July 13, 2013 – Underway – Flight 93 National Memorial

After almost two months at home, we left Langhorne again, heading west along the PA Turnpike.  Along the seemingly endless cornfields,

were punctuated by old barns

and silos on which Debbie seems to have had a fixation today.

Then there were the school buses which seemed to be sprouting from the corn fields,

clever, if not humorous signs,

and a graveyard for mobile homes.

However, the further west of Harrisburg we traveled, the more the highway climbed and descended and was increasingly bordered by dense growths of trees, limiting visibility of the surrounding countrysides.

After getting settled into our campground site, we took the 30 mile drive to the Flight 93 National Memorial, to which we had made donations shortly after 9-11-2001.

This peaceful place was not chosen by the terrorists — they had other targets for their violence and hate. This spot was chosen by the passengers of Flight 93, who spared our country from even greater horrors.” – Laura Bush

Most everyone has heard the story … Three of the four hijacked flights departed on schedule on the morning of September 11, 2001.  However, Flight 93 was delayed more than 25 minutes before departing from Newark, New Jersey en route to San Francisco, California.  At approximately 9:28 a.m., less than one hour into the flight, four terrorists on Flight 93 overtook the cockpit, turning the plane southeast on a course directed toward Washington, D.C.  Using airfones, passengers and crew began making calls to report the hijacking.  As they reached loved ones and authorities, they learned of the events in New York and Washington, D.C., and quickly realized that Flight 93 was part of a larger attack on America.  This realization led to a vote and a collective decision to fight back.

In just over 30 minutes, they developed a plan and put it into action.  They stormed the cockpit and, as revealed by the cockpit voice recorder, amid shouts, screams and sounds of breaking glassware, several passengers and crew carried on a sustained struggle for control of the plane.  In its final moments, the plane turned upside down before crashing into a rural field in western Pennsylvania at 10:03 a.m. at a speed of 563 miles per hour.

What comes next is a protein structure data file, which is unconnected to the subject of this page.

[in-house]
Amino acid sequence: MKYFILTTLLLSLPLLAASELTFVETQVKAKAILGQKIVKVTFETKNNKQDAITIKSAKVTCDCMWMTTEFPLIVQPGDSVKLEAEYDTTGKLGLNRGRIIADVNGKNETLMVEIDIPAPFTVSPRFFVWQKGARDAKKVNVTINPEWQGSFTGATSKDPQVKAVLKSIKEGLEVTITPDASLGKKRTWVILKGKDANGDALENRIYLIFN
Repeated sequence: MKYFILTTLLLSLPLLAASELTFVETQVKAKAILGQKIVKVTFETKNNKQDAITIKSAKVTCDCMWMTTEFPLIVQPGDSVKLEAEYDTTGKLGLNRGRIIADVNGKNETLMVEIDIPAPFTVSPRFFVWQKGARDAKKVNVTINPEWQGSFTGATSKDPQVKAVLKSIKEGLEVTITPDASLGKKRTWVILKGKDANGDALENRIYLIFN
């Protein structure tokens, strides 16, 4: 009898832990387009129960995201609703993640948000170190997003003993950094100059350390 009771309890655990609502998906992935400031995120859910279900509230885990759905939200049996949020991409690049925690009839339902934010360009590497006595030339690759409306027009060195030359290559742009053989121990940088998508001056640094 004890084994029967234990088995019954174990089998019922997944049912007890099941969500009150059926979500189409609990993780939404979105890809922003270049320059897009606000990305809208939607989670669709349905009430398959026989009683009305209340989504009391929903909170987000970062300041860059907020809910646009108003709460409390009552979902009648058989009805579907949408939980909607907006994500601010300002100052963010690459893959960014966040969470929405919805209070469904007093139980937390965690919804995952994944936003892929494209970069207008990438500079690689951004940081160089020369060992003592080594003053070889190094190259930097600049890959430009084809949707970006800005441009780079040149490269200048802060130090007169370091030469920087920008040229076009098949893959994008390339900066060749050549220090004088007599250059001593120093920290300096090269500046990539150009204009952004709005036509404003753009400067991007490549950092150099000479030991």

Because of the quick and determined actions of the passengers and crew, Flight 93 was the only one of the four hijacked aircraft that failed to reach its intended target that day. Flight 93 was just 18 minutes flying time from Washington, D.C., and, had the passengers and crew not taken such decisive action, the plane would have been used to crash into the U.S. Capitol, causing unimaginable destruction and loss of life.  The passengers and crew showed unity, courage, and selflessness that enabled them to join together in an extraordinary way and make a profound difference that day.

Flight Path of Flight 93

Countryside over which the fatal flight flew during its final moments

The final hillside by which time the aircraft was inverted

Site of the impact shortly after the crash

Largest piece of debris recovered (6’x7’ section of the fuselage)

Entering the Memorial, your take the Plaza Walkway, which defines the northern edge of the crash site.

Along the Walkway, there are three niches into which visitors can place tokens of remembrance.

The walkway eventually widens into the memorial plaza behind which stand the wall of names, composed of 40 panels of 8’ tall polished white granite slabs … each inscribed with a name of the 40 heroes.  

It was Todd Breamer whose, “Let’s roll”, became synonymous with the passengers’ revolt against the hijackers

While records list forty passengers and crew, Lauren Grandcolas’ unborn baby also perished that day

Etched into the granite were recognitions of Flight 93’s flight crew

Two walls flanking the gate are clad in polished white granite create the line tracing the flight path of the aircraft’s final moments … as it approached the crash site …


Along a black sandstone walkway, past the granite memorials to the victims to the Ceremonial Gate

which leads to the field where Flight 93 ended … and through which only families of the victims are allowed.

Looking through the gate, a granite boulder is visible, marking the center of the impact site.


The Flight 93 National Memorial is a work-in-progress.  The next phase of construction is scheduled to begin in the summer of 2013 and has an anticipation completion date of 2015 … and will include a Visitor’s Center, Learning center and pedestrian bridge running past the forty memorial groves of Red Oak, Black Oak, White Oak, Scarlet Oak, Chestnut Oak, Black Gum and Sugar Maples, and across the several wetlands.   To date close to 30,000 seedlings have been planted to reforest large swaths of the Memorial landscape, creating new woodlands, wildlife habitats and serving as a windbreak for the Memorial Groves.  A later phase will include the Tower of Voices containing forty wind chimes.


A child left a note at the memorial which perhaps summed up the feelings of most Americans as they struggled to grasp the unimaginable events of that day; Thank you to the people who fought back and tried to save all the other people.”

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